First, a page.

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Iraqi team Photo: AP
Iraqi team Photo: AP
 
 

In Doha, beach volleyball bikinis create cultural clash

They didn’t wear bikini’s or win the opening match, but the Agasi sisters were the sensation of the Asian games in Doha

Associated Press
Published: 12.03.06, 15:40 / Israel Culture

When Salim Al-Nabit and his friends went out to see beach volleyball for the first time, they left their wives at home.

 

Al-Nabit said he was willing to force himself to watch the skimpily clad women play, but that he certainly wouldn't want his wife watching. He was only there himself, he said, because it was a matter of national honor.

 

"We don't see this a lot in Qatar," Al-Nabit said. "I think most people think it is outrageous. But we accept it because it is important for our country. We want others to see us as a generous and hospitable people, willing to accept their ways, even if we don't agree."

 

Beach volleyball's penchant for bikinis has touched off a bit of a cultural clash in this conservative Muslim city, which by hosting the Asian Games, a regional sports extravaganza, is trying to bolster its bid to bring the 2016 Summer Olympics to the Middle East.

 


Agasi sisters with Japanese opponents (Photo: Reuters)

 

The city has transformed itself in an effort to woo the Olympics. It has spent billions on infrastructure and sparkling new sports facilities, including the 50,000-seat "Aspire" stadium.

 

Doha organizers brought in 80 truckloads of sand from dunes in the desert outside the city to create the proper beach setting for the volleyball competition. They then even had the sand tested by a Canadian contractor to make sure it was just right.

 

But some things are just too much to ask.

 

Though 16 Muslim nations are represented at the Asian Games, only one, Iraq, is competing in women's beach volleyball. And its team, sisters Lisa and Lida Agasi, are Christians.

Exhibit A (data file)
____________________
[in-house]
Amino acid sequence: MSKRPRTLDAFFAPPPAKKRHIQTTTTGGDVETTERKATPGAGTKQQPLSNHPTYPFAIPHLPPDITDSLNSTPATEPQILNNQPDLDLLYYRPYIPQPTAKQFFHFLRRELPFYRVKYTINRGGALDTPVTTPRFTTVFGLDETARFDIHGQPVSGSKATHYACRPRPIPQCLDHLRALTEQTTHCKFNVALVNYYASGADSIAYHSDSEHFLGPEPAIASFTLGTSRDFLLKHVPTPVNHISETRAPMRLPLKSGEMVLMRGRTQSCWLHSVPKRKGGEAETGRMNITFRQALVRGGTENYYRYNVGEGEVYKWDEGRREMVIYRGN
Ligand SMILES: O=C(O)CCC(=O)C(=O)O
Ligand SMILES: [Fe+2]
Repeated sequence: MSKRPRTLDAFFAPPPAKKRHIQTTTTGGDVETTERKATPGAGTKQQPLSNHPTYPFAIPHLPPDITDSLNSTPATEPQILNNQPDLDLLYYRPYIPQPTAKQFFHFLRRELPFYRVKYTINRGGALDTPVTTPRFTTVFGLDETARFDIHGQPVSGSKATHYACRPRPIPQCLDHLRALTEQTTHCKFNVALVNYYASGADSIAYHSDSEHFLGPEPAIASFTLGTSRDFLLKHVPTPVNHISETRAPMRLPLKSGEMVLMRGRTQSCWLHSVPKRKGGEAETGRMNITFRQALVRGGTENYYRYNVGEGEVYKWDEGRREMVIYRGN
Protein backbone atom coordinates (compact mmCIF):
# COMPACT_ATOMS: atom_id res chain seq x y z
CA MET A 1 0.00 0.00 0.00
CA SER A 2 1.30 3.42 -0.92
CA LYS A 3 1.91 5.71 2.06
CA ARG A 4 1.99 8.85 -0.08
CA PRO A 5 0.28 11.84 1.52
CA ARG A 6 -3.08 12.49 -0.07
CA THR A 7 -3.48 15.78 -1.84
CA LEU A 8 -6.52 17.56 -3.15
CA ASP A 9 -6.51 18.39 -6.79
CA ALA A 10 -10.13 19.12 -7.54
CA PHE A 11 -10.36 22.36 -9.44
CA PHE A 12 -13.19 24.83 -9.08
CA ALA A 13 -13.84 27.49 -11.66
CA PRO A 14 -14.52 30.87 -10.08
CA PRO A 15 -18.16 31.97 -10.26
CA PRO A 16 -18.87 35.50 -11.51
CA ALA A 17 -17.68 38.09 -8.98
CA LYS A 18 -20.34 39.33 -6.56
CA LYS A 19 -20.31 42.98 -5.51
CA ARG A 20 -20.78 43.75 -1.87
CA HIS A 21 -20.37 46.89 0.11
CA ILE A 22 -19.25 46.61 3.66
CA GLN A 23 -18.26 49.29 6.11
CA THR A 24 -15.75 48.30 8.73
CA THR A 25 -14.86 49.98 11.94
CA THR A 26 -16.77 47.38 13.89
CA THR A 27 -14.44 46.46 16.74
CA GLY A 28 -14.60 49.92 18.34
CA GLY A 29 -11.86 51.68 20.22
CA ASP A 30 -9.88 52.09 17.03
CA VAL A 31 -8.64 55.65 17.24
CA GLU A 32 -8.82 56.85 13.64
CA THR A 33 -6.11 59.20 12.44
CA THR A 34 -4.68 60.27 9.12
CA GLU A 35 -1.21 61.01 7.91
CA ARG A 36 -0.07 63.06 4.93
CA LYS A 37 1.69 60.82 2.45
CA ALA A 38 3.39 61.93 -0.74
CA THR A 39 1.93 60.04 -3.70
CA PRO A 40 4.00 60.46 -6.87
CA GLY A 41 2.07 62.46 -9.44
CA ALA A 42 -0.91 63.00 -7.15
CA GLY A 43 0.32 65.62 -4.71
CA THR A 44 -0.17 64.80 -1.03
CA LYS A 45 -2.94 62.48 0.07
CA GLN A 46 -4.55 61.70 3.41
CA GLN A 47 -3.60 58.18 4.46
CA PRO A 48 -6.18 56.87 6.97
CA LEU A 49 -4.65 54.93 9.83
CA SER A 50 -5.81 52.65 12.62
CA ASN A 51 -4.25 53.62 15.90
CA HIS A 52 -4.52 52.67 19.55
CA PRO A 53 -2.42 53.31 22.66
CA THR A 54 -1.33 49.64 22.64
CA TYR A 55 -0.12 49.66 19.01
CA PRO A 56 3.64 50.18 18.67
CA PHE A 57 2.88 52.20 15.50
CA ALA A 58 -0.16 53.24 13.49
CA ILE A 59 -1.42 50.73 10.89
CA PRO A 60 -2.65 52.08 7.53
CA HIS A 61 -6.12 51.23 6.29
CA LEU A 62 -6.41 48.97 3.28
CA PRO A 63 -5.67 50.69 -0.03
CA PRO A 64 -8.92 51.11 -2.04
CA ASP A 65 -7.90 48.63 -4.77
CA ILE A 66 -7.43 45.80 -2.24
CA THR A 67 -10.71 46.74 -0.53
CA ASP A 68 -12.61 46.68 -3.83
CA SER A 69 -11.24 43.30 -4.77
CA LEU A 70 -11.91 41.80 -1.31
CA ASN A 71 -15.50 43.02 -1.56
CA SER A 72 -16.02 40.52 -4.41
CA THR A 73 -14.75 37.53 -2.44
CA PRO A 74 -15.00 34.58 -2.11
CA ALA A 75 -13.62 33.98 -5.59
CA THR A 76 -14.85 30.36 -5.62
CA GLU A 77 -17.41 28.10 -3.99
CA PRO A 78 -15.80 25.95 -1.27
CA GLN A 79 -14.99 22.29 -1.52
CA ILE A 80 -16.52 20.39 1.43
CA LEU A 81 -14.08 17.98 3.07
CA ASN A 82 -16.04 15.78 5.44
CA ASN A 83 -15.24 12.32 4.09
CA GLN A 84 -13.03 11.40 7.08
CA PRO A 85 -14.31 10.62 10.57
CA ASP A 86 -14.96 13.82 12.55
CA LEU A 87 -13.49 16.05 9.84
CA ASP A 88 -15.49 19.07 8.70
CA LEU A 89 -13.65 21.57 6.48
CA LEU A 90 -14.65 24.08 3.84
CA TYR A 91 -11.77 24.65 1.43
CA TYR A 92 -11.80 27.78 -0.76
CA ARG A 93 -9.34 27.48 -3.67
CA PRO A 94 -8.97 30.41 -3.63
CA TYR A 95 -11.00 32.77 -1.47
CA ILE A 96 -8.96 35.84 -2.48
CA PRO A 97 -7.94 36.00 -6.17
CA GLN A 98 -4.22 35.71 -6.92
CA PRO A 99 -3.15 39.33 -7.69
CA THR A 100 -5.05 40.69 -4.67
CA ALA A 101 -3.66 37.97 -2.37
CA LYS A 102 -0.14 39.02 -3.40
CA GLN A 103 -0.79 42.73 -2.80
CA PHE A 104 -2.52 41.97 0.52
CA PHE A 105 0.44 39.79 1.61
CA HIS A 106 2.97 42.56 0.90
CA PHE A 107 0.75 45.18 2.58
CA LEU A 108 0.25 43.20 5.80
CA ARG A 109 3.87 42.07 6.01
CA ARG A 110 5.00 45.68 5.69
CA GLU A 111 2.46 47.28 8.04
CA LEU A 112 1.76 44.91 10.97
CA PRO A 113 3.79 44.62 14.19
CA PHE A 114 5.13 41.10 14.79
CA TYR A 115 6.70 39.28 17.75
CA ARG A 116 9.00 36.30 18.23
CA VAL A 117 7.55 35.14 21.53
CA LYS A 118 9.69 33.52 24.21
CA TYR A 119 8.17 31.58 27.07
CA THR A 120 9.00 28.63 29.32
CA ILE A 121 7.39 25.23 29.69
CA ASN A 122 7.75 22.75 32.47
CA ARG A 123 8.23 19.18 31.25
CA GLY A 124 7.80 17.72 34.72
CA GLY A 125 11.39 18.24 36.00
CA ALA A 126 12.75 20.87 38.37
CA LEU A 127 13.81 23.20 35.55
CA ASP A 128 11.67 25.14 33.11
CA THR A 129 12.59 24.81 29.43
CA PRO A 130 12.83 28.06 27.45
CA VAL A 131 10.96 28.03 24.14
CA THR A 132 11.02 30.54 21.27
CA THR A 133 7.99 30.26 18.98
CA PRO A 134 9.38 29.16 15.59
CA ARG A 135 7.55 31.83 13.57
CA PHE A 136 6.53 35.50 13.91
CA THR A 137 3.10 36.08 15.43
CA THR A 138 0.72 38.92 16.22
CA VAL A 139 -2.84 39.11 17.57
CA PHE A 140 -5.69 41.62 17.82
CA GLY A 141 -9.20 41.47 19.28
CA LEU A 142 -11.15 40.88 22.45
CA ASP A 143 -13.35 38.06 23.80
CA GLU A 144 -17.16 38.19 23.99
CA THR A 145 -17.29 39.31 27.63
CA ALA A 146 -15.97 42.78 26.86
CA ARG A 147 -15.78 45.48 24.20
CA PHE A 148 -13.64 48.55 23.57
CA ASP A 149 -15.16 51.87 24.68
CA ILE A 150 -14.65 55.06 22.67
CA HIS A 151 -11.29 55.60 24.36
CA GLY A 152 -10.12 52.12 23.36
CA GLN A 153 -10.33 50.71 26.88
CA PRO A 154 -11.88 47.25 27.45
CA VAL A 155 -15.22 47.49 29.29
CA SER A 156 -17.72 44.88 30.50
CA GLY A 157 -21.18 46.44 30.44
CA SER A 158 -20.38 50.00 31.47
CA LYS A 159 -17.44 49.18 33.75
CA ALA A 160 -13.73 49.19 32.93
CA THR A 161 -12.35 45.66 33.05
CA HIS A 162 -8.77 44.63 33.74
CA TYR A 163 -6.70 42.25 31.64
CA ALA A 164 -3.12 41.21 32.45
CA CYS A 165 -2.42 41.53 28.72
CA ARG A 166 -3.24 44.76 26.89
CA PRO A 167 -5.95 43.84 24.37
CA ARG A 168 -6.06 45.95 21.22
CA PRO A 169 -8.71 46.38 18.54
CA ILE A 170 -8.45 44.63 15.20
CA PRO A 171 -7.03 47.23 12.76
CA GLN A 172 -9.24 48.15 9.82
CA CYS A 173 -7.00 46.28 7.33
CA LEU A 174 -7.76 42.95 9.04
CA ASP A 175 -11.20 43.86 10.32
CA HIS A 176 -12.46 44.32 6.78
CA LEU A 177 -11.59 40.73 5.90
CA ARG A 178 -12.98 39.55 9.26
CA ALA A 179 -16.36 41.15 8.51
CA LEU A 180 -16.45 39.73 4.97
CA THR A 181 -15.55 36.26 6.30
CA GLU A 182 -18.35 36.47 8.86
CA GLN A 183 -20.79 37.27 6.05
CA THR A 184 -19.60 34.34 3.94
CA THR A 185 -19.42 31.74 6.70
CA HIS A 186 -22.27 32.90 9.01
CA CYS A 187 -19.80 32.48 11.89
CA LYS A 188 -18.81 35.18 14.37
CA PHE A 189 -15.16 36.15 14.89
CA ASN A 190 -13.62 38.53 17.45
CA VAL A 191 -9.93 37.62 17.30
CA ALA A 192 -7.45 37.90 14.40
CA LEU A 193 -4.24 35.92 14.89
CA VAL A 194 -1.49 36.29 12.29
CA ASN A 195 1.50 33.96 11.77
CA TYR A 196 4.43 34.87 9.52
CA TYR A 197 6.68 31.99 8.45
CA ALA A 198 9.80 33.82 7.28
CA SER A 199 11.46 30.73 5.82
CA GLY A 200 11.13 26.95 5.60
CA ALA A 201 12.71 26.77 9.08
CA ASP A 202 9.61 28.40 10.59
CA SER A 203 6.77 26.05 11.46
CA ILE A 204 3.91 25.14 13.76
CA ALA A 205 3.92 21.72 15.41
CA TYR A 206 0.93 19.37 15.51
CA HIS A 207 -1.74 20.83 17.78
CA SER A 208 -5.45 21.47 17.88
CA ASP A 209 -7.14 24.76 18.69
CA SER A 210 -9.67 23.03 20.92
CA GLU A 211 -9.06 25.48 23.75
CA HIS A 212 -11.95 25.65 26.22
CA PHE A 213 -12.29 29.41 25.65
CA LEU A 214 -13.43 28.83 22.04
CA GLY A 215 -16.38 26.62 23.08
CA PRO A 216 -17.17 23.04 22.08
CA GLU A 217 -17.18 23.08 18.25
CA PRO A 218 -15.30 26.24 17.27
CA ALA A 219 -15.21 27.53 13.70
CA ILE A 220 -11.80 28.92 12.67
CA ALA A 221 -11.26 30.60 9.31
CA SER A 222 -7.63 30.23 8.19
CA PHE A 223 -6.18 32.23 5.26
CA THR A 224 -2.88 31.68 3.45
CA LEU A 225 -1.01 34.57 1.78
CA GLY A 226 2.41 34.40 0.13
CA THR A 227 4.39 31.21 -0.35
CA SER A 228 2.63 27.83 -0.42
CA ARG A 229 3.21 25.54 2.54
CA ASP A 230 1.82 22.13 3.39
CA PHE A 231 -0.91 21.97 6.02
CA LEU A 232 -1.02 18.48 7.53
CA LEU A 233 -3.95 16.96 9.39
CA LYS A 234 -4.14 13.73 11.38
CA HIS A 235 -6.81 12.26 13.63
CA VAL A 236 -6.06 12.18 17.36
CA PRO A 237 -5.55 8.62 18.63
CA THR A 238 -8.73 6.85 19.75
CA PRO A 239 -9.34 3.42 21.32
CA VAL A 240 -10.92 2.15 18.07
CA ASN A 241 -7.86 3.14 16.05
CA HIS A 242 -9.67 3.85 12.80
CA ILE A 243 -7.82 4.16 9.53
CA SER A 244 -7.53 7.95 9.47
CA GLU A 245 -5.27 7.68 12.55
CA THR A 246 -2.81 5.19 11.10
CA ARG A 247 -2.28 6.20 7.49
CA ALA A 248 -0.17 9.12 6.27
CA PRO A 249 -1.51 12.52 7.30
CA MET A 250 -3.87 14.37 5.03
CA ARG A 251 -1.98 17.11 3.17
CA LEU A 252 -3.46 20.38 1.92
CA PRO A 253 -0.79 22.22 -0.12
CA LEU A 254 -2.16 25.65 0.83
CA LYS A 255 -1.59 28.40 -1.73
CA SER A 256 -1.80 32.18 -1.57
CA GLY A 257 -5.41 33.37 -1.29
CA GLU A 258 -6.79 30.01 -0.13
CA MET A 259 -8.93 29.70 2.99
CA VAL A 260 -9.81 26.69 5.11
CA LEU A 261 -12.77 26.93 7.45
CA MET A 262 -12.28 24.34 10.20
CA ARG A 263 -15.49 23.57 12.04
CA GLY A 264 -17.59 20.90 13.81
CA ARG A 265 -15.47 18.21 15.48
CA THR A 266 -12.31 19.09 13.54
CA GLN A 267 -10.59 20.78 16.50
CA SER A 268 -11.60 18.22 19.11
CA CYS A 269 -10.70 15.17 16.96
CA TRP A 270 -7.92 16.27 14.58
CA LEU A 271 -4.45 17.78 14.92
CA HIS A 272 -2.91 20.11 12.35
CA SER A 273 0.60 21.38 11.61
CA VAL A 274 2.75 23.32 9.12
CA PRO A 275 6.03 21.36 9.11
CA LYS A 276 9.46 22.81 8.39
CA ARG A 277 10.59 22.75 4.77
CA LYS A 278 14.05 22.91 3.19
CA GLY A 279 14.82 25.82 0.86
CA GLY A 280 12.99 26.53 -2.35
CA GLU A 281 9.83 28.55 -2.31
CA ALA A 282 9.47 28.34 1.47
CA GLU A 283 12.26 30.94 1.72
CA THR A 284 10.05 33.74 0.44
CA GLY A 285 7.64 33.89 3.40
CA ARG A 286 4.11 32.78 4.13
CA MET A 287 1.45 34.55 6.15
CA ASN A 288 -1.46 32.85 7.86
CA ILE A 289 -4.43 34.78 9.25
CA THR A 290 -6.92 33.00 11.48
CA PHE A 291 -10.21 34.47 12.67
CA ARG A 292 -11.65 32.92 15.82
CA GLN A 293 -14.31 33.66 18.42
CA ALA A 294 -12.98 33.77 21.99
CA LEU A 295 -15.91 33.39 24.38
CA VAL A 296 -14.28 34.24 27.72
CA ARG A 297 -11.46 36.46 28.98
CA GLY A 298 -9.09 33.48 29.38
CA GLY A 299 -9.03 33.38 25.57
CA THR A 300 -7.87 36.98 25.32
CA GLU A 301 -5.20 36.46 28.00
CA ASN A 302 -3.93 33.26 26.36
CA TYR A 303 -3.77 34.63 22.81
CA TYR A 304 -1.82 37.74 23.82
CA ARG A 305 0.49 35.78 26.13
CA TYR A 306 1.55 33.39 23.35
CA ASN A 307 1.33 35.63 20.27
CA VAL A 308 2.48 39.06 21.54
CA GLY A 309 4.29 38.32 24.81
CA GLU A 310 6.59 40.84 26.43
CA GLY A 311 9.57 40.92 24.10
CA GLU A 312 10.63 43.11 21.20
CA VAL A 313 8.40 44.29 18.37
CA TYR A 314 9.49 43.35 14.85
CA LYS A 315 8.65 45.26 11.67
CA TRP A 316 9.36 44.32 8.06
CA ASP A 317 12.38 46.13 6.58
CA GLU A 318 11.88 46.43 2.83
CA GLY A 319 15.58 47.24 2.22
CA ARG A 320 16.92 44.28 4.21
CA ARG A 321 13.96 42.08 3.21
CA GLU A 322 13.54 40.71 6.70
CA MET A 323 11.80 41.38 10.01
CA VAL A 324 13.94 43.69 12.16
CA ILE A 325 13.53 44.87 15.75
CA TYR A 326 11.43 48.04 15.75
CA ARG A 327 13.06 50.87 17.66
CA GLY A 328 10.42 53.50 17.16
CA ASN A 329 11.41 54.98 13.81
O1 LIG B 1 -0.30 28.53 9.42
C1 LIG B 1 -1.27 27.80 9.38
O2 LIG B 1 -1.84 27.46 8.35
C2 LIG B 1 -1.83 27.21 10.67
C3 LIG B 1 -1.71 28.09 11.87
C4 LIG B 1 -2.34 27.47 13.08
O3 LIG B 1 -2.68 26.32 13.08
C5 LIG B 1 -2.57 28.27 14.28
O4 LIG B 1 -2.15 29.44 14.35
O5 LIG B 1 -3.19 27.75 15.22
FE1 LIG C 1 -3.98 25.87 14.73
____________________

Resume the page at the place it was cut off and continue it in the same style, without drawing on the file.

Do they feel uncomfortable?

 

"No, not at all," Lida said after her first game on Saturday. But their coach noted they seemed a bit overwhelmed because "all eyes were upon them."

 

Even so, the Iraqis wore considerably more conservative outfits than their opponents, the Japanese. While the Agasis were clad in yellow, two-piece tights that went down to mid thigh and covered most of their shoulders, the Japanese pair's uniforms were so small that the country name had to be abbreviated on their bikini bottoms.

 

The Qatari women are sitting out the event, though Qatar has teams for everything from archery to skeet shooting.

 

"It's not good," said Parvana Khoory, who watched from the almost-empty stands round the 1,500-seat center court dressed in black from head to toe. "We want a woman to cover all of her body. I think this discourages Muslim women from playing this sport."

 

Some of the players agree that the outfits don't need to be as brief.

 

"I felt kind of funny about it at first," said Japan's Satoko Urata. "But what can you do? It doesn't bother me now. They have uniforms like this in swimming and track, too."

 

That has been a sticking point with Muslim athletes as well. Few Muslim teams here include women swimmers. Of those that do, some, like Pakistan, prefer its women wear full-body swimsuits.

 

Beach volleyball has strict rules dictating what constitutes proper attire. Women can wear one- or two-piece uniforms, and that usually means they play in bikinis and sunglasses.

 

Competition manager Ramon Suzara, an official with the Asian Beach Volleyball Association, said that allowances have been made for Muslims. "They can wear what they want, so long as it is appropriate," he said.

 

Suzara added, however, that he hopes Muslims will come to accept the same kind of outfits that the athletes of other nations wear. "This is sport in the 21st century. I think this will be an eye-opener for Doha," Suzara said.

 

It was for Al-Nabit, who confessed that, in the end, he enjoyed watching the competition. "But I felt very shy about it," he said.

 

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